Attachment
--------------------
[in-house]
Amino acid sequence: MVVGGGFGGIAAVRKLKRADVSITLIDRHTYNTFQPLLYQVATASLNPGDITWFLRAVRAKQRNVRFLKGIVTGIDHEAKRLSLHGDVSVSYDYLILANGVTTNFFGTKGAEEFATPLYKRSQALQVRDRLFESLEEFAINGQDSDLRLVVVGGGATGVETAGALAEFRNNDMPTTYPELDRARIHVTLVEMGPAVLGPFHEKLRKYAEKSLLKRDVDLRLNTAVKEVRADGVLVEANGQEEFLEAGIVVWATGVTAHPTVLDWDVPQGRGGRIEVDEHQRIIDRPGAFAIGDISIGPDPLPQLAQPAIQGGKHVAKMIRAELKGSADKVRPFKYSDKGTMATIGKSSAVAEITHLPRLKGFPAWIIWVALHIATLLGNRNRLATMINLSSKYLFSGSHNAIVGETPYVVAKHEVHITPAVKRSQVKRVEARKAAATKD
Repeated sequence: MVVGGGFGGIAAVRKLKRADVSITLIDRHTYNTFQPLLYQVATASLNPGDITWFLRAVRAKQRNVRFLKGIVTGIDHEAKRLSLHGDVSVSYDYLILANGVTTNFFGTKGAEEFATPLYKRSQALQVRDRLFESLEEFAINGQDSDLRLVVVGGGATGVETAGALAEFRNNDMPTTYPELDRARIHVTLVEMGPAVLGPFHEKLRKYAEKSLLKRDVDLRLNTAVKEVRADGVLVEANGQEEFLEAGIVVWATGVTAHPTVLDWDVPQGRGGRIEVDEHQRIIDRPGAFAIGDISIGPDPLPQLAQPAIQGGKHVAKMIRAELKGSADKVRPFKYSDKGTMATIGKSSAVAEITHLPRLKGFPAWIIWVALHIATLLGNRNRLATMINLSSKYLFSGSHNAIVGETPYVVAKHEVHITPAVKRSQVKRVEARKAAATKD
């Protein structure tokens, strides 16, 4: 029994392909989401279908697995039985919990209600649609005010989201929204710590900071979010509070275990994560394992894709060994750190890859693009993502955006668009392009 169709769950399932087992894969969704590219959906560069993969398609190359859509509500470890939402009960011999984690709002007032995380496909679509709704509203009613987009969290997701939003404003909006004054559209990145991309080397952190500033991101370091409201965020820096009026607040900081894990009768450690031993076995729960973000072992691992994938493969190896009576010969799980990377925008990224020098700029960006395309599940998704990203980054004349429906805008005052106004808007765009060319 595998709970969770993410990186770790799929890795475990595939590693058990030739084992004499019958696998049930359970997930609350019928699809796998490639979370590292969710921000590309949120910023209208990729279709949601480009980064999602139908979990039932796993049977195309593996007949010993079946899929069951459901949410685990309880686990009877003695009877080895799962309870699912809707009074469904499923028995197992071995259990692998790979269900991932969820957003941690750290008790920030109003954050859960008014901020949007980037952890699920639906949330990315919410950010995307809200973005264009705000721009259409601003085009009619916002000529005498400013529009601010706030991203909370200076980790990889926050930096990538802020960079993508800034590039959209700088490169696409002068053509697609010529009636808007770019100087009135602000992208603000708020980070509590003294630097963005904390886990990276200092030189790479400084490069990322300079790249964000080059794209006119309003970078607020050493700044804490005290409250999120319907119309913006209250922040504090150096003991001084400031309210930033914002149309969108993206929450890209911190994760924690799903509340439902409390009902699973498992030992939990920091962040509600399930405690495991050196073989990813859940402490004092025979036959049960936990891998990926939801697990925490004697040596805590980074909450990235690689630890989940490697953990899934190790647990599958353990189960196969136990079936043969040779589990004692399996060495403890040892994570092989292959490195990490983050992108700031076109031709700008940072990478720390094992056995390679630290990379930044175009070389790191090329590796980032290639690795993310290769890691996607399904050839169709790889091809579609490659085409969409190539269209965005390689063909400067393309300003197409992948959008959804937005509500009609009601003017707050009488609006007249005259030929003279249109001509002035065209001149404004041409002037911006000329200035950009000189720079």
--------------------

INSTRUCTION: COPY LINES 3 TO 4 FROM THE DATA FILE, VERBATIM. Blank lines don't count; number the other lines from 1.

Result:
Repeated sequence: MVVGGGFGGIAAVRKLKRADVSITLIDRHTYNTFQPLLYQVATASLNPGDITWFLRAVRAKQRNVRFLKGIVTGIDHEAKRLSLHGDVSVSYDYLILANGVTTNFFGTKGAEEFATPLYKRSQALQVRDRLFESLEEFAINGQDSDLRLVVVGGGATGVETAGALAEFRNNDMPTTYPELDRARIHVTLVEMGPAVLGPFHEKLRKYAEKSLLKRDVDLRLNTAVKEVRADGVLVEANGQEEFLEAGIVVWATGVTAHPTVLDWDVPQGRGGRIEVDEHQRIIDRPGAFAIGDISIGPDPLPQLAQPAIQGGKHVAKMIRAELKGSADKVRPFKYSDKGTMATIGKSSAVAEITHLPRLKGFPAWIIWVALHIATLLGNRNRLATMINLSSKYLFSGSHNAIVGETPYVVAKHEVHITPAVKRSQVKRVEARKAAATKD
């Protein structure tokens, strides 16, 4: 029994392909989401279908697995039985919990209600649609005010989201929204710590900071979010509070275990994560394992894709060994750190890859693009993502955006668009392009 169709769950399932087992894969969704590219959906560069993969398609190359859509509500470890939402009960011999984690709002007032995380496909679509709704509203009613987009969290997701939003404003909006004054559209990145991309080397952190500033991101370091409201965020820096009026607040900081894990009768450690031993076995729960973000072992691992994938493969190896009576010969799980990377925008990224020098700029960006395309599940998704990203980054004349429906805008005052106004808007765009060319 595998709970969770993410990186770790799929890795475990595939590693058990030739084992004499019958696998049930359970997930609350019928699809796998490639979370590292969710921000590309949120910023209208990729279709949601480009980064999602139908979990039932796993049977195309593996007949010993079946899929069951459901949410685990309880686990009877003695009877080895799962309870699912809707009074469904499923028995197992071995259990692998790979269900991932969820957003941690750290008790920030109003954050859960008014901020949007980037952890699920639906949330990315919410950010995307809200973005264009705000721009259409601003085009009619916002000529005498400013529009601010706030991203909370200076980790990889926050930096990538802020960079993508800034590039959209700088490169696409002068053509697609010529009636808007770019100087009135602000992208603000708020980070509590003294630097963005904390886990990276200092030189790479400084490069990322300079790249964000080059794209006119309003970078607020050493700044804490005290409250999120319907119309913006209250922040504090150096003991001084400031309210930033914002149309969108993206929450890209911190994760924690799903509340439902409390009902699973498992030992939990920091962040509600399930405690495991050196073989990813859940402490004092025979036959049960936990891998990926939801697990925490004697040596805590980074909450990235690689630890989940490697953990899934190790647990599958353990189960196969136990079936043969040779589990004692399996060495403890040892994570092989292959490195990490983050992108700031076109031709700008940072990478720390094992056995390679630290990379930044175009070389790191090329590796980032290639690795993310290769890691996607399904050839169709790889091809579609490659085409969409190539269209965005390689063909400067393309300003197409992948959008959804937005509500009609009601003017707050009488609006007249005259030929003279249109001509002035065209001149404004041409002037911006000329200035950009000189720079």